Julian Morgan teaches at the Derby Grammar School (UK) and acts as the Computing Coordinator for JACT. He also serves on the ACL's Committee for Educational Computing Applications. Now having done the UK launches for both Perseus 2.0 and PIP 2.0, he has become something of an expert on its resources and capabilities. He has written the following critical review of PIP 2.0 (finally including a Windows version of Perseus!), which was released in the US in February.

First released in 1996, Perseus 2.0 has now been published with the same content in a new, platform-independent version, running on Mac or PC (Fig. 4). This is excellent news for PC users, who up until now have had to depend on the more limited resources of the Perseus website. PIP (Platform-Independent Perseus) comes in two versions, "comprehensive" and "concise." Comprehensive PIP comes on four CD-ROMs and contains 24,000 color images of the ancient Greek world, including 14,500 pictures of vases, 1,000 color maps and satellite images, and 3.4 million words of Greek texts. It has a collection of philological tools which permit texts to be studied, analyzed and compared. Concise PIP comes on one as opposed to four CD-ROMs and lacks about 18,000 graphic images, though it does include thumbnail views of them all. Everything else works in the same way as the Full version.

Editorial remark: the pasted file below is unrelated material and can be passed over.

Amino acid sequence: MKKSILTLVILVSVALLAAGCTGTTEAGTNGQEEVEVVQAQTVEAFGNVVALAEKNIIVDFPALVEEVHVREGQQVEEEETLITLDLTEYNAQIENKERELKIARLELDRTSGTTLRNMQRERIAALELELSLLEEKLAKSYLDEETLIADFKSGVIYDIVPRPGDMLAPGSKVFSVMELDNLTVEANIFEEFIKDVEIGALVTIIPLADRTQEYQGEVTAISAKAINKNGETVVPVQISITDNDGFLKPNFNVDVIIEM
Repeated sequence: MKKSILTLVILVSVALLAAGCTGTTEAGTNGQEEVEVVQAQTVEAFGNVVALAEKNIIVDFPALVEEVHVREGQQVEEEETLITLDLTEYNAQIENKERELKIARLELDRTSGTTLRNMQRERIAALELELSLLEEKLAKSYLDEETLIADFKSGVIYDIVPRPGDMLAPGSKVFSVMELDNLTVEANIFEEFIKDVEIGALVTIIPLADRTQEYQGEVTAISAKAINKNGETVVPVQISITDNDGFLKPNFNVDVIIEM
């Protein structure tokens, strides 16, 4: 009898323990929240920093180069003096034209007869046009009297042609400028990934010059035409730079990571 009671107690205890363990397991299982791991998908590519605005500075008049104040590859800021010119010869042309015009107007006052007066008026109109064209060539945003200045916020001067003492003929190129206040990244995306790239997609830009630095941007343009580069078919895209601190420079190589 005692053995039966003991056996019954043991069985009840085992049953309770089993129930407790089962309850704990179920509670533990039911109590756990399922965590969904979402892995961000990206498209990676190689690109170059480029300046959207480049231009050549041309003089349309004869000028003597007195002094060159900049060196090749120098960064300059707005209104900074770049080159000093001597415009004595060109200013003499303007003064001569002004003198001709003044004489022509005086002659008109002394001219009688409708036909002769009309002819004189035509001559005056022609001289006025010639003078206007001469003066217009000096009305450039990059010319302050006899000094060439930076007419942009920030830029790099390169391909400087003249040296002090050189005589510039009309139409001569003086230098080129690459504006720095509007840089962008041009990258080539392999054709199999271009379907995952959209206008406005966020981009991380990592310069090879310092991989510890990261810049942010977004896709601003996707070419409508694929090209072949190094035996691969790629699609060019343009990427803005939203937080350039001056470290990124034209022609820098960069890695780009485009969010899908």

As ever, I acknowledge our debt to Greg Crane and the Perseus team at Tufts University, whose work is so vitally important to the future of Classics worldwide: Perseus is without doubt the single most important piece of classical software in the world and it is wonderful news that it can now be bought for all computer users. The Mac implementation of PIP seems identical to the PC one and the same CD-ROM can be used on both types of computers with equal ease. Especially impressive is the installation procedure, which takes very little effort, time, or hard disk space. It is possible, though not for the fainthearted novice, to customize the paths used, so if you only have one CD drive but want to use images from more than one of the CD-ROMs, you can run PIP by saving files to your hard disk (2 GB are required to store all the information included) without having to insert and eject different disks all the time.